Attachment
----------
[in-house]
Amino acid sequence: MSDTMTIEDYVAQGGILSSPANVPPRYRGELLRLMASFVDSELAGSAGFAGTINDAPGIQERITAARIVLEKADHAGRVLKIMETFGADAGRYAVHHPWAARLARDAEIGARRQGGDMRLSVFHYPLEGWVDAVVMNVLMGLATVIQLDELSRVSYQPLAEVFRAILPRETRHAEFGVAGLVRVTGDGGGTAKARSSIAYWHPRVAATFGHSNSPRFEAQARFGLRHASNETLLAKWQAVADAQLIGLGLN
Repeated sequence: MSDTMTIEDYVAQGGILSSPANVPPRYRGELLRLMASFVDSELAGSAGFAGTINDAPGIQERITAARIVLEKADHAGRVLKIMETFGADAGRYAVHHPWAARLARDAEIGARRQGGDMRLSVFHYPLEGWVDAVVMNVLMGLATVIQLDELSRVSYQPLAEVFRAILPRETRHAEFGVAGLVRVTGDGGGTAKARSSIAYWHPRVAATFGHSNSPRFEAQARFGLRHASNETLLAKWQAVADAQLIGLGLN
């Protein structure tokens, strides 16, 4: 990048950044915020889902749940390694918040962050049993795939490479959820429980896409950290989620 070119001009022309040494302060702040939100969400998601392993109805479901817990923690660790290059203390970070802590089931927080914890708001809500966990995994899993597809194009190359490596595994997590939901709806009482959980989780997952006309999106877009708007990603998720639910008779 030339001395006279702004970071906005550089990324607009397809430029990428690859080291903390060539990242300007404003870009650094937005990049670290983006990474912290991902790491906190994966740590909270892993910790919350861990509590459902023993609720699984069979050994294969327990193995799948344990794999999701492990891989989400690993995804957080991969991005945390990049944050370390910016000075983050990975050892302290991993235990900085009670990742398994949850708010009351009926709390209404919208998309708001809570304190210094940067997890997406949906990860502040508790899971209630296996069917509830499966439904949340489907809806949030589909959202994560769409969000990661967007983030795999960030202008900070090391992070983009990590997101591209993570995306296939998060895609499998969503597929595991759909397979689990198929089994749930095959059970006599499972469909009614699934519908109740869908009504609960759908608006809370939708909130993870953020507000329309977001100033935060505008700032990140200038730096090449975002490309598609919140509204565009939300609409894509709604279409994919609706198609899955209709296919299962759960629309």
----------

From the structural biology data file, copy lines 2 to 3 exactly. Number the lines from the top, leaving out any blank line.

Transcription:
Amino acid sequence: MSDTMTIEDYVAQGGILSSPANVPPRYRGELLRLMASFVDSELAGSAGFAGTINDAPGIQERITAARIVLEKADHAGRVLKIMETFGADAGRYAVHHPWAARLARDAEIGARRQGGDMRLSVFHYPLEGWVDAVVMNVLMGLATVIQLDELSRVSYQPLAEVFRAILPRETRHAEFGVAGLVRVTGDGGGTAKARSSIAYWHPRVAATFGHSNSPRFEAQARFGLRHASNETLLAKWQAVADAQLIGLGLN
Repeated sequence: MSDTMTIEDYVAQGGILSSPANVPPRYRGELLRLMASFVDSELAGSAGFAGTINDAPGIQERITAARIVLEKADHAGRVLKIMETFGADAGRYAVHHPWAARLARDAEIGARRQGGDMRLSVFHYPLEGWVDAVVMNVLMGLATVIQLDELSRVSYQPLAEVFRAILPRETRHAEFGVAGLVRVTGDGGGTAKARSSIAYWHPRVAATFGHSNSPRFEAQARFGLRHASNETLLAKWQAVADAQLIGLGLN